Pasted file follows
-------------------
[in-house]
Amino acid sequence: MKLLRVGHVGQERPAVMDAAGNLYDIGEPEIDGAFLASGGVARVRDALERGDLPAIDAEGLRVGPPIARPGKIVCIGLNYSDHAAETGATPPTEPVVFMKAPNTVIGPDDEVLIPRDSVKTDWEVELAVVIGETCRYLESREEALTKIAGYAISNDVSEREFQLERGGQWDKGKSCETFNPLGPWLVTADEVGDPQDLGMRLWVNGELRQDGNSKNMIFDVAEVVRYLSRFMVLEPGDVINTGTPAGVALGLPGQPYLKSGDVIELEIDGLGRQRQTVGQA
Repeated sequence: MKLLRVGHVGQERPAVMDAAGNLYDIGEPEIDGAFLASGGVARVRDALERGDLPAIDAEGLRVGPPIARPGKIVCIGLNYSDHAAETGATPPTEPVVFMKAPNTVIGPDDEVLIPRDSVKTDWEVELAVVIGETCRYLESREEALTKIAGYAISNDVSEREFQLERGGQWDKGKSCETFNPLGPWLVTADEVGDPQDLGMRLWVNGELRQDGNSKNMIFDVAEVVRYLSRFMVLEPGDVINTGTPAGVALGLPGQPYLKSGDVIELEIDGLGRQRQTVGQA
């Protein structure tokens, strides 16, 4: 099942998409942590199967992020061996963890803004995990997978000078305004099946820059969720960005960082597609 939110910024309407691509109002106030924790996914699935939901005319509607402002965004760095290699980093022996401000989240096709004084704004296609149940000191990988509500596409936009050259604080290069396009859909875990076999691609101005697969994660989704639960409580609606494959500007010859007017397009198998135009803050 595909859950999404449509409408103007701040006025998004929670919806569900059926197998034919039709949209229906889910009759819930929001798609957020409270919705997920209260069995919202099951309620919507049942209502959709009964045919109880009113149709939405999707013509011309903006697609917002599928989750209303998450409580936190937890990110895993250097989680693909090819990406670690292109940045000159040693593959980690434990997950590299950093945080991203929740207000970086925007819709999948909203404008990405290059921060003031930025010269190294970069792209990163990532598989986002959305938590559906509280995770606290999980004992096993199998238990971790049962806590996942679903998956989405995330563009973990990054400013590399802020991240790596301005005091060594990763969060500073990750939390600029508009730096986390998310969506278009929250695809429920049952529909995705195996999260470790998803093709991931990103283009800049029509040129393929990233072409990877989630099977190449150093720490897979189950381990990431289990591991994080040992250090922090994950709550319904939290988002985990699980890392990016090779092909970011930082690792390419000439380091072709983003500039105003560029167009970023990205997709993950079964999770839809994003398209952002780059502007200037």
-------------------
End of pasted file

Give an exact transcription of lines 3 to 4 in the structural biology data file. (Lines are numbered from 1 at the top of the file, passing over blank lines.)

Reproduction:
Repeated sequence: MKLLRVGHVGQERPAVMDAAGNLYDIGEPEIDGAFLASGGVARVRDALERGDLPAIDAEGLRVGPPIARPGKIVCIGLNYSDHAAETGATPPTEPVVFMKAPNTVIGPDDEVLIPRDSVKTDWEVELAVVIGETCRYLESREEALTKIAGYAISNDVSEREFQLERGGQWDKGKSCETFNPLGPWLVTADEVGDPQDLGMRLWVNGELRQDGNSKNMIFDVAEVVRYLSRFMVLEPGDVINTGTPAGVALGLPGQPYLKSGDVIELEIDGLGRQRQTVGQA
């Protein structure tokens, strides 16, 4: 099942998409942590199967992020061996963890803004995990997978000078305004099946820059969720960005960082597609 939110910024309407691509109002106030924790996914699935939901005319509607402002965004760095290699980093022996401000989240096709004084704004296609149940000191990988509500596409936009050259604080290069396009859909875990076999691609101005697969994660989704639960409580609606494959500007010859007017397009198998135009803050 595909859950999404449509409408103007701040006025998004929670919806569900059926197998034919039709949209229906889910009759819930929001798609957020409270919705997920209260069995919202099951309620919507049942209502959709009964045919109880009113149709939405999707013509011309903006697609917002599928989750209303998450409580936190937890990110895993250097989680693909090819990406670690292109940045000159040693593959980690434990997950590299950093945080991203929740207000970086925007819709999948909203404008990405290059921060003031930025010269190294970069792209990163990532598989986002959305938590559906509280995770606290999980004992096993199998238990971790049962806590996942679903998956989405995330563009973990990054400013590399802020991240790596301005005091060594990763969060500073990750939390600029508009730096986390998310969506278009929250695809429920049952529909995705195996999260470790998803093709991931990103283009800049029509040129393929990233072409990877989630099977190449150093720490897979189950381990990431289990591991994080040992250090922090994950709550319904939290988002985990699980890392990016090779092909970011930082690792390419000439380091072709983003500039105003560029167009970023990205997709993950079964999770839809994003398209952002780059502007200037």